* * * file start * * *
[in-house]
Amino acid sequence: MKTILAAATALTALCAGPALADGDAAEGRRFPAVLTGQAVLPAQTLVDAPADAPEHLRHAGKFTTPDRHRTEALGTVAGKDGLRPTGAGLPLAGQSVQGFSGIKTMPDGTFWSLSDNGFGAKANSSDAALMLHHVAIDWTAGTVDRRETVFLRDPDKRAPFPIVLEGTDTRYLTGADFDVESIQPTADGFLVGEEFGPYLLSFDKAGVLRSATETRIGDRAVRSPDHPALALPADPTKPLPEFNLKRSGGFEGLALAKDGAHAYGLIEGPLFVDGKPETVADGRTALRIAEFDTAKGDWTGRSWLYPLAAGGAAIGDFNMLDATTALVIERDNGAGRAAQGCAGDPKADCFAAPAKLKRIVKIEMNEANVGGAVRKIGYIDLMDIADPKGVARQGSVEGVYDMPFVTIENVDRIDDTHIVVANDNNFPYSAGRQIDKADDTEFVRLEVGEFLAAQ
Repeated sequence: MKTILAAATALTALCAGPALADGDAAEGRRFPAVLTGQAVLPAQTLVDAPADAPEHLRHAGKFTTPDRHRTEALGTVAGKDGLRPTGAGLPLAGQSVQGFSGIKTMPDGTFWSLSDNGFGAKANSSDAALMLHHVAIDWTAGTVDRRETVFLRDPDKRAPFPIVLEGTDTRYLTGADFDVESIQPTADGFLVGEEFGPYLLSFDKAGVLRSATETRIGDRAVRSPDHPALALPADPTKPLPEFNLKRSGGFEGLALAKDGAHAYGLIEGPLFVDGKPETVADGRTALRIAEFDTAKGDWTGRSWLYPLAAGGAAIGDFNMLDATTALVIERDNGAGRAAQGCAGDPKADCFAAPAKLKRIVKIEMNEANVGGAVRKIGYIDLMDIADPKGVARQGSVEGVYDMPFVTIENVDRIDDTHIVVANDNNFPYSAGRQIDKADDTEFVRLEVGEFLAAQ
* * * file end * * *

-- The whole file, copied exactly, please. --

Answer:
[in-house]
Amino acid sequence: MKTILAAATALTALCAGPALADGDAAEGRRFPAVLTGQAVLPAQTLVDAPADAPEHLRHAGKFTTPDRHRTEALGTVAGKDGLRPTGAGLPLAGQSVQGFSGIKTMPDGTFWSLSDNGFGAKANSSDAALMLHHVAIDWTAGTVDRRETVFLRDPDKRAPFPIVLEGTDTRYLTGADFDVESIQPTADGFLVGEEFGPYLLSFDKAGVLRSATETRIGDRAVRSPDHPALALPADPTKPLPEFNLKRSGGFEGLALAKDGAHAYGLIEGPLFVDGKPETVADGRTALRIAEFDTAKGDWTGRSWLYPLAAGGAAIGDFNMLDATTALVIERDNGAGRAAQGCAGDPKADCFAAPAKLKRIVKIEMNEANVGGAVRKIGYIDLMDIADPKGVARQGSVEGVYDMPFVTIENVDRIDDTHIVVANDNNFPYSAGRQIDKADDTEFVRLEVGEFLAAQ
Repeated sequence: MKTILAAATALTALCAGPALADGDAAEGRRFPAVLTGQAVLPAQTLVDAPADAPEHLRHAGKFTTPDRHRTEALGTVAGKDGLRPTGAGLPLAGQSVQGFSGIKTMPDGTFWSLSDNGFGAKANSSDAALMLHHVAIDWTAGTVDRRETVFLRDPDKRAPFPIVLEGTDTRYLTGADFDVESIQPTADGFLVGEEFGPYLLSFDKAGVLRSATETRIGDRAVRSPDHPALALPADPTKPLPEFNLKRSGGFEGLALAKDGAHAYGLIEGPLFVDGKPETVADGRTALRIAEFDTAKGDWTGRSWLYPLAAGGAAIGDFNMLDATTALVIERDNGAGRAAQGCAGDPKADCFAAPAKLKRIVKIEMNEANVGGAVRKIGYIDLMDIADPKGVARQGSVEGVYDMPFVTIENVDRIDDTHIVVANDNNFPYSAGRQIDKADDTEFVRLEVGEFLAAQ